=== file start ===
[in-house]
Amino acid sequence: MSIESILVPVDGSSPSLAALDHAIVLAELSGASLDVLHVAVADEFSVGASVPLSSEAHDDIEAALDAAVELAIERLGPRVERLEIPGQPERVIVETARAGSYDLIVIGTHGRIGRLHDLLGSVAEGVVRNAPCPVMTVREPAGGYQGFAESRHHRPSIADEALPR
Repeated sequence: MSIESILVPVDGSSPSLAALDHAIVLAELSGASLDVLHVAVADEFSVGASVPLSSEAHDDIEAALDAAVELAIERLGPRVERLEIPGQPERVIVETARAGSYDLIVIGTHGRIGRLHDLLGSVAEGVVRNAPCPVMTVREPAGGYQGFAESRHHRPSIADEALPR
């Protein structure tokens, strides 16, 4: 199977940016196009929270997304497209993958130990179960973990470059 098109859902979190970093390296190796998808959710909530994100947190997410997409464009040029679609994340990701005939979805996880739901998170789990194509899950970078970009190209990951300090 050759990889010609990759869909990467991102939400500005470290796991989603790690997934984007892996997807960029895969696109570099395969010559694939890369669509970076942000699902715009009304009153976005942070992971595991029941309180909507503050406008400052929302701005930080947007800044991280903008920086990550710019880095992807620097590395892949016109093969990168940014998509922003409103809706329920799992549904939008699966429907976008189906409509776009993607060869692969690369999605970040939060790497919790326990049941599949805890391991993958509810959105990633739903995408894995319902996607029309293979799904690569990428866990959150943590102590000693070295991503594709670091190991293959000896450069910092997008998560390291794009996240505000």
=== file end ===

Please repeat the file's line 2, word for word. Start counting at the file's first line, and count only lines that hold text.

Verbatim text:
Amino acid sequence: MSIESILVPVDGSSPSLAALDHAIVLAELSGASLDVLHVAVADEFSVGASVPLSSEAHDDIEAALDAAVELAIERLGPRVERLEIPGQPERVIVETARAGSYDLIVIGTHGRIGRLHDLLGSVAEGVVRNAPCPVMTVREPAGGYQGFAESRHHRPSIADEALPR